Florida's 'Water Uber' hero tows neighbors through flooded street to get to work, school

There have been plenty of stories of good Samaritans coming out after Hurricane Ian.  One of FOX 35’s new favorites is Brandon Simmons.

Since the Friday after Hurricane Ian struck Central Florida, Simmons has been spending every waking hour helping tow people through high floodwaters that have taken over Morgan Alderman Road near State Road 46. 

There are about 200 people back there, neighbors say, and Simmons has been helping all of them get to school, work, and wherever else they need. 

"I got the idea from a neighbor being trapped d- his daughter on one side, couldn’t get to the other. I asked him if he needed help, he said sure. We loaded the car up and took him across. I haven’t stopped since," explained Simmons.

The people he’s towed out are immensely grateful.

"We just met from this disaster and it’s wonderful," said Andrea Philipps, one of the people Simmons towed on Monday, October 10th. "He’s awesome."

Morgan Lorts is the one who tipped FOX 35 off about the work Simmons has been doing. Simmons has helped her a few times now. 

"It’s been two weeks tomorrow since I was home, but because of Brandon I was able to be towed through the water and see my family and my dog and the house and actually get food and medication and supplies," Said Lorts.

In those two weeks, Simmons earned himself a few nicknames. 

"Water Uber. Lake Harney Woods Jungle Adventure. The River Cruise," he listed.

That last one is his favorite. But the people he’s helped have another name for him, too:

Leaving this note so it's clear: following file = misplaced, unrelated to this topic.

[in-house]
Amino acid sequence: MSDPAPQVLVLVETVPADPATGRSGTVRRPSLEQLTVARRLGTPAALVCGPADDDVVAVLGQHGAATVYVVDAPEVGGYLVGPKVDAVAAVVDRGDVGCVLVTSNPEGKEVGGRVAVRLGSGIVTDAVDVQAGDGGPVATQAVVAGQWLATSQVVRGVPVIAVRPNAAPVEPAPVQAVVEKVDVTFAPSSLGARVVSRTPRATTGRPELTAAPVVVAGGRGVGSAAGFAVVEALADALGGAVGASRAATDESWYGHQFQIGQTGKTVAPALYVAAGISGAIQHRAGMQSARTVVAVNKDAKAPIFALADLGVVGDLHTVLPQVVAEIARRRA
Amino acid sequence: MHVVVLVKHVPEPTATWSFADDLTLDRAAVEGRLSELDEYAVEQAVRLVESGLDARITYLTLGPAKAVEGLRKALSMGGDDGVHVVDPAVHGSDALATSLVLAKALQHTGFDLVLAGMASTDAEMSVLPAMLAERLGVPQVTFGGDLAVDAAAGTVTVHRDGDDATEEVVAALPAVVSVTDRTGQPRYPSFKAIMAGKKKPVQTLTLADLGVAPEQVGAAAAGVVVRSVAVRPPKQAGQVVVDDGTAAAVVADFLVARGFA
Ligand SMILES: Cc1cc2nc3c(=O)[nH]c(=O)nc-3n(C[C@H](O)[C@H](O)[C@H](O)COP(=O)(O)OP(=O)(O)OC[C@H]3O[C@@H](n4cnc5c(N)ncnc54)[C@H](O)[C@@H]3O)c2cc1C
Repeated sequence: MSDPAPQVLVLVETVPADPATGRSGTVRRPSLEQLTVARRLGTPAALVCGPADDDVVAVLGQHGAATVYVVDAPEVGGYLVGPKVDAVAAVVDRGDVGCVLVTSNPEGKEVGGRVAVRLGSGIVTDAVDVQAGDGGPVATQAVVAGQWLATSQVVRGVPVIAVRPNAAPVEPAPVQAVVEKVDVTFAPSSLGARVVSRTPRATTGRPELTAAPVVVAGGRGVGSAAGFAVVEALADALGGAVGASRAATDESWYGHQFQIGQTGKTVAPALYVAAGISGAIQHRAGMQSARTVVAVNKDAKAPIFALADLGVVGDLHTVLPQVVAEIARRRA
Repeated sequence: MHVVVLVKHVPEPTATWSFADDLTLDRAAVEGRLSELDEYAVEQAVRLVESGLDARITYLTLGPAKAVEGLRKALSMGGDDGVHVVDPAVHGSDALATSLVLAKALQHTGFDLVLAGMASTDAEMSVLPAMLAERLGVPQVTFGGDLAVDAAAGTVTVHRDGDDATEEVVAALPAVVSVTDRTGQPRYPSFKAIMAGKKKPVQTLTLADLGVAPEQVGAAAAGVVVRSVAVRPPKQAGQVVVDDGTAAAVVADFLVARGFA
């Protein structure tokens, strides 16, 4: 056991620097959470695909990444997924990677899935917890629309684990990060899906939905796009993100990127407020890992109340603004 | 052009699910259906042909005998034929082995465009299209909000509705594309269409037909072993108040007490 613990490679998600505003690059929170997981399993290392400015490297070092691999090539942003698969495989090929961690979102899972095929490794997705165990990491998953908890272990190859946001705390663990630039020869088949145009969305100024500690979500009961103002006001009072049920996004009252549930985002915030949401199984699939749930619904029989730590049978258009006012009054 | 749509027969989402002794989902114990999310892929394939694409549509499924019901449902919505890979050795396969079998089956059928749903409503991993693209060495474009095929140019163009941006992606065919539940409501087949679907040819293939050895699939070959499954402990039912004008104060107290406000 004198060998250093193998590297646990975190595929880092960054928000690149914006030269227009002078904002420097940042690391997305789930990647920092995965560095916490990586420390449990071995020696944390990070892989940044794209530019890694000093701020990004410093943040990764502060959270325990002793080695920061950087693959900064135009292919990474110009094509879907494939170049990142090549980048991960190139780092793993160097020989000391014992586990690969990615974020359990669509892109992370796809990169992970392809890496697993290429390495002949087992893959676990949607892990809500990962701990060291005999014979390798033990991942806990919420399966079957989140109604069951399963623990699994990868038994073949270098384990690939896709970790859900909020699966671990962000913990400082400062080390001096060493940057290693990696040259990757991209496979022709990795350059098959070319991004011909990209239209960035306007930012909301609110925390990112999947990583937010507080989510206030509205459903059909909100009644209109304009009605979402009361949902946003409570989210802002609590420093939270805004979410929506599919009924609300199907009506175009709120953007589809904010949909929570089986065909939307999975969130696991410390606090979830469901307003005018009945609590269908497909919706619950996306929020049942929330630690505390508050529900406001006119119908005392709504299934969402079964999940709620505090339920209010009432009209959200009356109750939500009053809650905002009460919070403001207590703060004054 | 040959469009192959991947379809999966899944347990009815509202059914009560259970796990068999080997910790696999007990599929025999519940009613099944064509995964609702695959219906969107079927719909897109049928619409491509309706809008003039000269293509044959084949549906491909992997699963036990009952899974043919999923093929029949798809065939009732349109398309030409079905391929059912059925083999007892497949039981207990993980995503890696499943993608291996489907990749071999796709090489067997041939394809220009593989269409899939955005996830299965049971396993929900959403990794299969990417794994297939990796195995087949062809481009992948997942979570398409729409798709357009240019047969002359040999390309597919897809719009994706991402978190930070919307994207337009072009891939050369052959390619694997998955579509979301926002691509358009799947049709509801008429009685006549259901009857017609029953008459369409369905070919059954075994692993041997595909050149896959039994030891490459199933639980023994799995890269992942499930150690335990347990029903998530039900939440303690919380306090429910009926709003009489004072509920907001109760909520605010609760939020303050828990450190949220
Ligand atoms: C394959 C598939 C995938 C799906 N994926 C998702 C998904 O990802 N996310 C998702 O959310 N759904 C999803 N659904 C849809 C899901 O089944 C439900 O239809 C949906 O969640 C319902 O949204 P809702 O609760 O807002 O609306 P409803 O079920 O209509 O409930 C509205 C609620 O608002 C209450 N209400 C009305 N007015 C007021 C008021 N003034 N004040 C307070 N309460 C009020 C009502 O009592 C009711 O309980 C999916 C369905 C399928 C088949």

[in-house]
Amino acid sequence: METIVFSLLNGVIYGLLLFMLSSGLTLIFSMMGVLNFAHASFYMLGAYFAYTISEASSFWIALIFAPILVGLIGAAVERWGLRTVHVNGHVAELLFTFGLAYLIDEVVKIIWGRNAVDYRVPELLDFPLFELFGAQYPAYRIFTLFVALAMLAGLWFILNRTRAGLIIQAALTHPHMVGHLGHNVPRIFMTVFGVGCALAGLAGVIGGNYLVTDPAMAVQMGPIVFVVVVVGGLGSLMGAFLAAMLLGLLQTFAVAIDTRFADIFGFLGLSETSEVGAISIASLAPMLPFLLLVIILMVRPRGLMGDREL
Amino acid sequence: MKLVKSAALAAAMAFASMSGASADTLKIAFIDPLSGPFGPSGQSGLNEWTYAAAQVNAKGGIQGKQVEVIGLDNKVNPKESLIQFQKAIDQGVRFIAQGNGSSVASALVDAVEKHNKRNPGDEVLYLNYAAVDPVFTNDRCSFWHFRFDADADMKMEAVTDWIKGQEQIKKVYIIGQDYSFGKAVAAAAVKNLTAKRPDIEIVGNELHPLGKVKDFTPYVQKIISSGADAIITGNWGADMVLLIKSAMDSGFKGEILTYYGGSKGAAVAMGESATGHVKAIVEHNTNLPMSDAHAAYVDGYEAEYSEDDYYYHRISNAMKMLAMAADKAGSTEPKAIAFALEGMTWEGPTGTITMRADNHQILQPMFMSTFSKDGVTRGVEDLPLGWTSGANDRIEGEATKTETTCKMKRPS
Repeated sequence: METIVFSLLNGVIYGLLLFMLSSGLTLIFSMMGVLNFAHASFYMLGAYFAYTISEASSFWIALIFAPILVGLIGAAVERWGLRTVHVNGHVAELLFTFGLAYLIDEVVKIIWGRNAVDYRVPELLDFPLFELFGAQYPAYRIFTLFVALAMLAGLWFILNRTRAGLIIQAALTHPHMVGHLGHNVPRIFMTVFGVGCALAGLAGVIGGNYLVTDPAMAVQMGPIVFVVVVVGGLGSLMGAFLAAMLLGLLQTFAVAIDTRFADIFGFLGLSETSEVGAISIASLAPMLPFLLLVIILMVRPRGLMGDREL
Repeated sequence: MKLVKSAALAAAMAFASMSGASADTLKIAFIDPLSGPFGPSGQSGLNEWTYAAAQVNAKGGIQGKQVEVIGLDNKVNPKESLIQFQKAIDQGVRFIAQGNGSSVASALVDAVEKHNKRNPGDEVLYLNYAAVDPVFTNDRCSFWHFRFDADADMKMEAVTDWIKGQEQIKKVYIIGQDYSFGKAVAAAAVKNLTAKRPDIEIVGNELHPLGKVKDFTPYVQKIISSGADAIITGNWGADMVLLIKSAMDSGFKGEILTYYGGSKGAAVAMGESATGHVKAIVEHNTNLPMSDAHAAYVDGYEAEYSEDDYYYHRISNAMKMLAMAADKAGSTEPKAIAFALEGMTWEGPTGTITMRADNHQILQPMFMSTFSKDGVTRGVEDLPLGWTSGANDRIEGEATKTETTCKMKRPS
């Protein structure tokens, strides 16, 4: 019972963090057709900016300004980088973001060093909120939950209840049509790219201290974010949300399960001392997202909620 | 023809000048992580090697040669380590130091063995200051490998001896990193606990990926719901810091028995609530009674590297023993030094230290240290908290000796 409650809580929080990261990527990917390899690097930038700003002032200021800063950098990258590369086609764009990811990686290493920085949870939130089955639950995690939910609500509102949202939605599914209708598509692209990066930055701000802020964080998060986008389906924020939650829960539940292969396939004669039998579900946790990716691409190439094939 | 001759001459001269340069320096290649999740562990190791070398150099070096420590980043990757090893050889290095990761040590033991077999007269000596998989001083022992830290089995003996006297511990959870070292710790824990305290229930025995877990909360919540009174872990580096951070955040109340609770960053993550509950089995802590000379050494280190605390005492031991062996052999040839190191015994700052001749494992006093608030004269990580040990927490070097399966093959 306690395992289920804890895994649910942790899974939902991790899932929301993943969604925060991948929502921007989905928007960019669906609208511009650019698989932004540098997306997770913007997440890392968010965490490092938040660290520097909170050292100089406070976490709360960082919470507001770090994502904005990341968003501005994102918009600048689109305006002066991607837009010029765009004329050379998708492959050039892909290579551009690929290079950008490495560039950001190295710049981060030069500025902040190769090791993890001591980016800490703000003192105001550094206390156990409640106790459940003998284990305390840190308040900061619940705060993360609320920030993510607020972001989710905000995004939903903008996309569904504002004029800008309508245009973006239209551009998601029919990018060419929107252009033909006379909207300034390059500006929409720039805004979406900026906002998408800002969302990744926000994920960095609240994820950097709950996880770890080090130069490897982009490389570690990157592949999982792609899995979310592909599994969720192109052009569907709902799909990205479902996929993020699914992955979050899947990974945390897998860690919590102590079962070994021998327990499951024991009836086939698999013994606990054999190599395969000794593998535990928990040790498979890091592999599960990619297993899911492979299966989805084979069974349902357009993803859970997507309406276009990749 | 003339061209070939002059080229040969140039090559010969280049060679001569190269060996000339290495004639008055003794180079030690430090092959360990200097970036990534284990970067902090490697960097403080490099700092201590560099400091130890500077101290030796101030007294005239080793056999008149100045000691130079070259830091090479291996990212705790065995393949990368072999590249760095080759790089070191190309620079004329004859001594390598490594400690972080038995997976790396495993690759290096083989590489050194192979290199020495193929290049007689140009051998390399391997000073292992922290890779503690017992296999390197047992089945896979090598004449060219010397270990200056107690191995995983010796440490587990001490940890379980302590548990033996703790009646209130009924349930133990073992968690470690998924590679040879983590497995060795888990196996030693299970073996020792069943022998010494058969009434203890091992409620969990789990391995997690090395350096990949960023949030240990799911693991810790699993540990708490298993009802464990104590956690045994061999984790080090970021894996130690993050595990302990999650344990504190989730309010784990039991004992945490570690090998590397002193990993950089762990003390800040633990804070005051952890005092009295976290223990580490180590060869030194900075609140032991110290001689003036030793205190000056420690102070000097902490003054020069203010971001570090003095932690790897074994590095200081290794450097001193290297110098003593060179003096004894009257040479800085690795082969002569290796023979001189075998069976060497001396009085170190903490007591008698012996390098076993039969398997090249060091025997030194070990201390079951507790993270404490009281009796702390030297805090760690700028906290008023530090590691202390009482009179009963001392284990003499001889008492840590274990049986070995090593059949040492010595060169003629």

"Godsend," said Philipps. 

Simmons says he gets up as early as he can and usually tows 3-4 cars an hour from 6:00 a.m. to about 10:00 p.m.

"He towed my car through the water on Friday night – at 8:00 at night he did that. And then on Sunday morning at 7:30 in the morning, he was there to tow me back out," said Lorts. 

"A few people have said, ‘Hey how early can you be there?’ And I’m like, ‘How early do you need me to be there?’" said Simmons.

Lorts says he goes even beyond giving people rides and towing their cars through the water, though.

"He went to my house and got our garbage and I guess he had a dumpster set up, so he was taking garbage to the dumpster. He did an amazing service for our community," she explained. 

Simmons says he won’t stop until he’s no longer needed.

"It’s a little fun," said Simmons. I like towing and stuff, I like moving things around, so I get enjoyment out of that. And I enjoy helping people."

Simmons wanted to make sure to impart, he does get some help. A man named Billy has been helping him tow cars. Authorities brought in supplies on boats. 

But he says they could use more. 

The area is hard to access and he’s hoping FEMA or another agency will be able to step in and help out a bit more.